The other issue the game has is that it doesn’t handle the small screen of the Nintendo Switch so well. In cut scenes and when the camera is panned in close, the game’s a delight. There’s a real eye for detail in sets and characters, right down to regional architecture and fashion, and these small details help make the world feel all the more epic, that it has the scale for the people from different parts it to have developed cultures of their own.
I also really enjoyed the way the world itself – and thus the exploration of it – would wrap around the titans. It really does create the most brilliantly distinctive landscapes to explore to see the giant head off in the distance, or to walk along one of its appendages to gain access to a warship from below. This approach to world design is something that the original Xenoblade Chronicles had, but Xenoblade Chronicles X did not, and was the lesser for it. These are the only games that have world design that distinct and original, and it’s amazing to be able to stare off into the distance and see the curvature of an actual body as something that you’ll be able to explore later.
But – and it’s a big but – the game’s engine does not handle anything in the middle to far distance well at all. At those distances the world becomes fuzzy and untextured, and it is not a pleasant look. It’s especially disappointing because it takes some of the thrill away from reaching a high point and observing the world span out underneath you; something Zelda: Breath of the Wild did so well (thus proving the Switch hardware can too). Thankfully, despite the game being an open world experience, most of the action happens with areas that are clever boundaries to hide this limitation. And, of course, on a basic level the game is still streets ahead of any JRPG we’ve actually had on a handheld console previously.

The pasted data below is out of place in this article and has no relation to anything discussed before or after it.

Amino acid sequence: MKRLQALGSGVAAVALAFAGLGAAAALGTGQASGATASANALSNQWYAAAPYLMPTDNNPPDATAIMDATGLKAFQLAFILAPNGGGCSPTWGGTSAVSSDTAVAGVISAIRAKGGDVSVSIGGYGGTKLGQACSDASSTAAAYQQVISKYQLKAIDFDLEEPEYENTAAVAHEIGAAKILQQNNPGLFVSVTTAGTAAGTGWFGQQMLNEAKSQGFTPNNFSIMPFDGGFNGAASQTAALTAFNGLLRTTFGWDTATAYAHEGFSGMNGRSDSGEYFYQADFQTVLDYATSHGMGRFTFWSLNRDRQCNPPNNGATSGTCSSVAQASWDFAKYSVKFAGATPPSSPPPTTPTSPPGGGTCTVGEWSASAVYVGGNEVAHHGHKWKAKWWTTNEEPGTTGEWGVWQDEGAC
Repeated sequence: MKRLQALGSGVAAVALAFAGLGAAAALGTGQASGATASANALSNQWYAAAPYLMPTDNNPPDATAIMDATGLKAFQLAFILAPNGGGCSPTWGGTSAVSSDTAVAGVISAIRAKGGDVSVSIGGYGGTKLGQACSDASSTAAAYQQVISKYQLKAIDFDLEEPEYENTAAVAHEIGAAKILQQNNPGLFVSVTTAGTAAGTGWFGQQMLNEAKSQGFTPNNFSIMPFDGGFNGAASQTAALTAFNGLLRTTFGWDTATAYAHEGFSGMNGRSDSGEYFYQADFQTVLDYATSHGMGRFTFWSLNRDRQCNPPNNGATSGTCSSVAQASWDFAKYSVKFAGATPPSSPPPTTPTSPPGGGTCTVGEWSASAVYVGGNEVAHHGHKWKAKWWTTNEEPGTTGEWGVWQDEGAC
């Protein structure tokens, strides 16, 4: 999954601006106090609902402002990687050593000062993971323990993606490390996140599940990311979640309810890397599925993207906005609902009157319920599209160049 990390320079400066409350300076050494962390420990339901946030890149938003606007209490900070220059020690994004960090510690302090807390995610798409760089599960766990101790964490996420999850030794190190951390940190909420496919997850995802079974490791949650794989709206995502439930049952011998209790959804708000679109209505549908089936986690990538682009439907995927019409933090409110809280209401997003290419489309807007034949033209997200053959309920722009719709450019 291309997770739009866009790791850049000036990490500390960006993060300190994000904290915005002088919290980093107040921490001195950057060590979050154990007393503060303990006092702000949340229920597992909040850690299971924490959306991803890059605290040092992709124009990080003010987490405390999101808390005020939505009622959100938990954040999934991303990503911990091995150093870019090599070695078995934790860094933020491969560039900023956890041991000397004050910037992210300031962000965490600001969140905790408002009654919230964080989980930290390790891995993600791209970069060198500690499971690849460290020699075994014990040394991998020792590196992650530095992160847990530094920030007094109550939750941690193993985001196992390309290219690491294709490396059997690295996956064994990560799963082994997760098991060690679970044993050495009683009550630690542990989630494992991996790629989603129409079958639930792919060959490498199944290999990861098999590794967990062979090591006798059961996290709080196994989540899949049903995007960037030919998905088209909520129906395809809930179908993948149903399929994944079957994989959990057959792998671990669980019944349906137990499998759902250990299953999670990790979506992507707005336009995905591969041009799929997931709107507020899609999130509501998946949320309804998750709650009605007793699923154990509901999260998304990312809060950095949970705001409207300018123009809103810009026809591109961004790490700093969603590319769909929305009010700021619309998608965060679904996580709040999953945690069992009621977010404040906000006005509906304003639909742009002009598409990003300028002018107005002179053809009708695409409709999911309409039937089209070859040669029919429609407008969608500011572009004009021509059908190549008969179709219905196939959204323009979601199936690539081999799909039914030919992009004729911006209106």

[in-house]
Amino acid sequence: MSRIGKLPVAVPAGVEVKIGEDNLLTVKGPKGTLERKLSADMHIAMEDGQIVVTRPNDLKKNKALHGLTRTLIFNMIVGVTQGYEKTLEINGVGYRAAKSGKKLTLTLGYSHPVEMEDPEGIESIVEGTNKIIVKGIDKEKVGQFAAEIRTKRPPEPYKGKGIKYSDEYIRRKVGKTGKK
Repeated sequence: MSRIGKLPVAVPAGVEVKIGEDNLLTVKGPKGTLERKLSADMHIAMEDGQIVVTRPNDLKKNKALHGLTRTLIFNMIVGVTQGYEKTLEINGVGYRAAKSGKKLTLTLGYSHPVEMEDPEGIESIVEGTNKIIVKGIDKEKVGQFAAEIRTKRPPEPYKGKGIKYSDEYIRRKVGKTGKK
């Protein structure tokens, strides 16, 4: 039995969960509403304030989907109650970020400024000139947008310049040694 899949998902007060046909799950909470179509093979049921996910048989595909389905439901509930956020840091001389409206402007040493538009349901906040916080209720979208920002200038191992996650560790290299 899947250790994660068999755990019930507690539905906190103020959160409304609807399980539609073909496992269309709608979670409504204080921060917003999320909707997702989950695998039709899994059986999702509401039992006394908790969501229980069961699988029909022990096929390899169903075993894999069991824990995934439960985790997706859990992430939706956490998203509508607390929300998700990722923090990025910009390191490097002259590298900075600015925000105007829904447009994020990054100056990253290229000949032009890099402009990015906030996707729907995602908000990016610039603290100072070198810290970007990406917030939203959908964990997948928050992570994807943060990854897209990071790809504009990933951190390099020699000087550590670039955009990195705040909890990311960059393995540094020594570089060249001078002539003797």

So I enjoyed my time with Xenoblade Chronicles 2 a great deal, but it saddens me that I only enjoyed it a great deal. I honestly can’t believe that a studio of Monolith’s size and prestige would somehow miss that its narrative is rife with tonal inconsistencies, and leave me wondering whether I was playing something serious, or a shift by Nintendo and Monolith to capitalise on the recent success of Compile Heart’s Hyperdimension Neptunia. The latter would be absolutely fine by me as well, but Hyperdimension Neptunia’s developers don’t throw deep musings about spirituality and humanity’s place in the world into their games for a really good reason.
Having Neptune as a DLC character in Xenoblade Chronicles 2 would make it all better, though. Get on that, Nintendo.
– Matt S.